In Bellemead Dev. Corp. v. Schneider, 196 N.J. Super. 571, 574 (App. Div. 1984), certif. denied, 101 N.J. 210 (1985), we stated that the Schmid framework of analysis requires "an initial determination of whether the owner has devoted [the] property to some public use." In Bellemead, the owner of five office buildings in the Meadowlands Corporate Center was not compelled "to admit a union organizer on [its] properties to distribute leaflets to office workers at building entrances adjacent to employee parking lots." We held that because plaintiffs had not devoted their property to any public use, the three-part Schmid test need not be considered. Id. at 575.

In State v. Brown, 212 N.J. Super. 61, 62 (App. Div.), certif. denied, 107 N.J. 53 (1986), anti-abortion demonstrators picketed a private health-care facility located in an office complex. The plaintiff was convicted of criminal trespass for picketing on the premises, and we affirmed the conviction. Id. at 62-63. We found that "[t]he tenants and their invitees [were at the office complex] by specific invitation" and that the general public was not invited to use, nor used, the property. Id. at 65. Based on those facts, we determined that the premises were not devoted to a "public use as that term is used in the freedom of expression cases." Id. at 66. We, therefore, held that an analysis of the three Schmid factors was not necessary, but added that if the analysis were undertaken, the office complex would not be considered public because it was "not the functional equivalent of a suburban shopping center nor a place to which a general consumer would go to shop for personal, household or general business merchandise." Ibid. at 66. It had no common area, and no places that contemplated the congregation of people or the dissemination of literature. Ibid. In affirming the conviction, we also found that "[t]he second of the Schmid factors, the extent and nature of the invitation of the public, also disfavors defendant." Ibid.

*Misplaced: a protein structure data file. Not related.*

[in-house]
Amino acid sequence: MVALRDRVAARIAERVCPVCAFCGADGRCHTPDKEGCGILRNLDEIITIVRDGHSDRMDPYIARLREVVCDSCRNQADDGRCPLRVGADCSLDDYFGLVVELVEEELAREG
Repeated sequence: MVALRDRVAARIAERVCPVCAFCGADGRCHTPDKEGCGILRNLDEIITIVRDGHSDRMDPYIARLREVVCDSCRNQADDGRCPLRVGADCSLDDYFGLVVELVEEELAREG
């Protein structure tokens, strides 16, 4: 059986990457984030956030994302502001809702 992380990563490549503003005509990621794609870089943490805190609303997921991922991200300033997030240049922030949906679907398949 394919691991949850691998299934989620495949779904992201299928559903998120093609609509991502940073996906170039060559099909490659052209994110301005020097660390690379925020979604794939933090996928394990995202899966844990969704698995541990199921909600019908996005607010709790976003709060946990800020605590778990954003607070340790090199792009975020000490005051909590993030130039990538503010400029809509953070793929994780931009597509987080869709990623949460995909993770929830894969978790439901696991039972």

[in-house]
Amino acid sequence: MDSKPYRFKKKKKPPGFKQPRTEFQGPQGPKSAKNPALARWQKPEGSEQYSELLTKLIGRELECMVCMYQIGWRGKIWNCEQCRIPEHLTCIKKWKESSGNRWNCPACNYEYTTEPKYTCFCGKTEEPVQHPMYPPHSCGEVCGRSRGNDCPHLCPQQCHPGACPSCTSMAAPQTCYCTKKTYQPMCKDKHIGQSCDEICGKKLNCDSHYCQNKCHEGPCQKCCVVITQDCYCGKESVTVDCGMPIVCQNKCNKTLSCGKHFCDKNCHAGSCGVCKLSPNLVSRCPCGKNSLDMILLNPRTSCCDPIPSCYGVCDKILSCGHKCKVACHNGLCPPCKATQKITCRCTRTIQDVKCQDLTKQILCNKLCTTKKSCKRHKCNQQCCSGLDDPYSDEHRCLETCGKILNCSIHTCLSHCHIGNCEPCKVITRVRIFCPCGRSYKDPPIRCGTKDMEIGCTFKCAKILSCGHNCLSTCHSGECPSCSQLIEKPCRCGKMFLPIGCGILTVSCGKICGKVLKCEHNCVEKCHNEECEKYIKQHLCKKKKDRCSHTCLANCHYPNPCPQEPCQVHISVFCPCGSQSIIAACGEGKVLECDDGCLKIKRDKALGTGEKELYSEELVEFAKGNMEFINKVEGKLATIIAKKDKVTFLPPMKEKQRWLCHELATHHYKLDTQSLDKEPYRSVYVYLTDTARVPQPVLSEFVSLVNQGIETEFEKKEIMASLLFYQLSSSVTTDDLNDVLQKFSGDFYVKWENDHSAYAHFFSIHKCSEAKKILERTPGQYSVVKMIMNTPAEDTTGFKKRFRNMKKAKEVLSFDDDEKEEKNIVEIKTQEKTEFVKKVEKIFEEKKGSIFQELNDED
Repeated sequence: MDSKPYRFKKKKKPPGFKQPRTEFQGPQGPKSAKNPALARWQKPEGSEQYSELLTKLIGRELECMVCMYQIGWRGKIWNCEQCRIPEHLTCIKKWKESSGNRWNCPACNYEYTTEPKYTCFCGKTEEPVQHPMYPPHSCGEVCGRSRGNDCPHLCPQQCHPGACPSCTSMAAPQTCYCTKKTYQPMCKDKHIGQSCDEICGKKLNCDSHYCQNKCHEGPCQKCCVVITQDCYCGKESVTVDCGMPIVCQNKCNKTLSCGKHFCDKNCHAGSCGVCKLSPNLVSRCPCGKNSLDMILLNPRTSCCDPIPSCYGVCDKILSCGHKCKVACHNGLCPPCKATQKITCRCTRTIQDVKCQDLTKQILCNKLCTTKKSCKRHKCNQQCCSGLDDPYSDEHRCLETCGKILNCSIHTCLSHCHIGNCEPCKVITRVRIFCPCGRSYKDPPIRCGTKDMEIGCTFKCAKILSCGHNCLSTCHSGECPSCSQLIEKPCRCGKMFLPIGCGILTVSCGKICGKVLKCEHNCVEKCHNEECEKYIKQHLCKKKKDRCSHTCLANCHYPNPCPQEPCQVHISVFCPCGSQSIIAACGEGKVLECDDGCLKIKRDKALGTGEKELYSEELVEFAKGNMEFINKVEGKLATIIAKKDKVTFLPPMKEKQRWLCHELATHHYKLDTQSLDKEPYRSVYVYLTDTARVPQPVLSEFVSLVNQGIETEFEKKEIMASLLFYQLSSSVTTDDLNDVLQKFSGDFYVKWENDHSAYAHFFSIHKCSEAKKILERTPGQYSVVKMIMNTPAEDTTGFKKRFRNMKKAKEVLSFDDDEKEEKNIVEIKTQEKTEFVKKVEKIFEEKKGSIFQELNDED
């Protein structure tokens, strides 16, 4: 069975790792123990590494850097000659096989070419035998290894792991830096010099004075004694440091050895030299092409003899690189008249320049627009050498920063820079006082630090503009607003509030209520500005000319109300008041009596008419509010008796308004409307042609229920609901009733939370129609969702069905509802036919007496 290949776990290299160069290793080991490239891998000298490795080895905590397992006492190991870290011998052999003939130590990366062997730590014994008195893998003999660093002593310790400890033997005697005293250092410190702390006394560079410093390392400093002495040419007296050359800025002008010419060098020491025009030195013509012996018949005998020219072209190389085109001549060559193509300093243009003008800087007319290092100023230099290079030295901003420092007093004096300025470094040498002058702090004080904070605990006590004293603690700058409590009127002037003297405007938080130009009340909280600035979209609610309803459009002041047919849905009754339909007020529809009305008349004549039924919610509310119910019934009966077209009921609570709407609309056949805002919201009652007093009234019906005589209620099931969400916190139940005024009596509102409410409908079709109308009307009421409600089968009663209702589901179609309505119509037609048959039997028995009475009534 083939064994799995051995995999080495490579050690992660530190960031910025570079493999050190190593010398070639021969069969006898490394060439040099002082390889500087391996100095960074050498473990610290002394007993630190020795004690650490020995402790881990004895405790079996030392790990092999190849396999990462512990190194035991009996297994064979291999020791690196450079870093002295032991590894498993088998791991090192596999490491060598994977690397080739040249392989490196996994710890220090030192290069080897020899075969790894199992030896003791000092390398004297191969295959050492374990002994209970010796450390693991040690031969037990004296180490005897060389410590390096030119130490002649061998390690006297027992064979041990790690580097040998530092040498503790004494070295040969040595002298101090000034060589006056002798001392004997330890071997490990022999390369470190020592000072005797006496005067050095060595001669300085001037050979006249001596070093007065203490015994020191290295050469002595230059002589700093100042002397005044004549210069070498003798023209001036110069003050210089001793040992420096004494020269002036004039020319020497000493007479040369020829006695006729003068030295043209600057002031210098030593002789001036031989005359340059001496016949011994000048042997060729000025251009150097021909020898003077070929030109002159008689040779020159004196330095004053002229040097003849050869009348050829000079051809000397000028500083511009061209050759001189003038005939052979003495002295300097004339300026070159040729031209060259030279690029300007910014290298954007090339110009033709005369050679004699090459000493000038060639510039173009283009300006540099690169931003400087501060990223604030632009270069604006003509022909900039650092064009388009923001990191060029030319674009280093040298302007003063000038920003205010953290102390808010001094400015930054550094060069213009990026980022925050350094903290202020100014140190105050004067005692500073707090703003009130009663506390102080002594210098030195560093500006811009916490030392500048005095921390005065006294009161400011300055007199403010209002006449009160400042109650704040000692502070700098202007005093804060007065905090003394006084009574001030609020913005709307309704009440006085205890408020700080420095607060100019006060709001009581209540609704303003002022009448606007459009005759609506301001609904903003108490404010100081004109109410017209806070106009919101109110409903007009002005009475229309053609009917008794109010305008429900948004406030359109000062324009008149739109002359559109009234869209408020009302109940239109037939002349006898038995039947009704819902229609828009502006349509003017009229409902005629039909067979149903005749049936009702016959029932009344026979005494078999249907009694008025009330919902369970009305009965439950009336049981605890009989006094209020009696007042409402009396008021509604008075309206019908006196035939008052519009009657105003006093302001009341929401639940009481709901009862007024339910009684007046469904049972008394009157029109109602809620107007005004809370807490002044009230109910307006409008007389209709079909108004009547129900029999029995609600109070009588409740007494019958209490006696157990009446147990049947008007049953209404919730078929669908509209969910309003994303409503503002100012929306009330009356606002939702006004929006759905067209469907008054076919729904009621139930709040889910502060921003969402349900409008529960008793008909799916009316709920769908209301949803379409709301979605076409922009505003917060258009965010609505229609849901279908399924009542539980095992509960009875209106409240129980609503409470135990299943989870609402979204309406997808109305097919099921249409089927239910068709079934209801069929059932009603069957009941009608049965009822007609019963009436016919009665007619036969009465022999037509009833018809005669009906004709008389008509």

In New Jersey Coalition Against War in the Middle East v. J.M.B., 138 N.J. 326, (1994), cert. denied, 516_ U.S. 812_, 116 S. Ct. 62, 133 L. Ed.2d 25 (1995), a citizens group sued the owners of private shopping malls to compel the owners to grant access to the private properties to allow the group to engage in leafletting. Under the Schmid test, the Court found a constitutional obligation to permit the leafletting by plaintiffs at certain regional and community shopping centers. Id. at 334. Speaking through Chief Justice Wilentz, the majority concluded that: